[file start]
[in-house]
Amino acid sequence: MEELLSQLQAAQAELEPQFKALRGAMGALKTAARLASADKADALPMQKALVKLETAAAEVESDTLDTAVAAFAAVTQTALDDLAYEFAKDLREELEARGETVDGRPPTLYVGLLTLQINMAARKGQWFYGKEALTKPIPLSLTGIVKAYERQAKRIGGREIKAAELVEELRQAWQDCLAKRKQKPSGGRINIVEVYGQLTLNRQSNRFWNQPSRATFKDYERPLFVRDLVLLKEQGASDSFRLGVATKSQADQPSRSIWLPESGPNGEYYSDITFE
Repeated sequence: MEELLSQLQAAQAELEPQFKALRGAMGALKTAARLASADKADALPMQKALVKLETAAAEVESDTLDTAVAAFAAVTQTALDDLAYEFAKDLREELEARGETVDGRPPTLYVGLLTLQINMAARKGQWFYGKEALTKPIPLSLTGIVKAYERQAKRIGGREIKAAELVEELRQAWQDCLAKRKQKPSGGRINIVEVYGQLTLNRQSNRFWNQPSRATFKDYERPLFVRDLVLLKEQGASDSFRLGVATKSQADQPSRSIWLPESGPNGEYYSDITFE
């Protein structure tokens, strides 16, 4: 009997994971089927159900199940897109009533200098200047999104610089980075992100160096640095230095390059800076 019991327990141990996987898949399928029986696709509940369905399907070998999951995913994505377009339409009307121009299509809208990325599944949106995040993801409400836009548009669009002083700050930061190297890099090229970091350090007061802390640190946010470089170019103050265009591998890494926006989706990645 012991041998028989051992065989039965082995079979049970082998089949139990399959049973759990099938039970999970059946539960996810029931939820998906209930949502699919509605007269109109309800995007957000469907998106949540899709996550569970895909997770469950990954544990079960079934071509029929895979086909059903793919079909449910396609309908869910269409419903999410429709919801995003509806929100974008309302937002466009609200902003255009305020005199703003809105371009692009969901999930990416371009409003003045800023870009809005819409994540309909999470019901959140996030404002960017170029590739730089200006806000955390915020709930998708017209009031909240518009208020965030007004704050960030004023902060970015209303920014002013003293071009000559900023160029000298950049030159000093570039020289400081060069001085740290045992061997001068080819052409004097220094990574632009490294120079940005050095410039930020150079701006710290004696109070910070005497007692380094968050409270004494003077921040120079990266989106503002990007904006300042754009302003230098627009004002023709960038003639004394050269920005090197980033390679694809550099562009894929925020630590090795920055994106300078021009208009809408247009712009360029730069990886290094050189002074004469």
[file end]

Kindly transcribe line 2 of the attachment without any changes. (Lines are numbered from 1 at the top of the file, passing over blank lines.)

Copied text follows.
Amino acid sequence: MEELLSQLQAAQAELEPQFKALRGAMGALKTAARLASADKADALPMQKALVKLETAAAEVESDTLDTAVAAFAAVTQTALDDLAYEFAKDLREELEARGETVDGRPPTLYVGLLTLQINMAARKGQWFYGKEALTKPIPLSLTGIVKAYERQAKRIGGREIKAAELVEELRQAWQDCLAKRKQKPSGGRINIVEVYGQLTLNRQSNRFWNQPSRATFKDYERPLFVRDLVLLKEQGASDSFRLGVATKSQADQPSRSIWLPESGPNGEYYSDITFE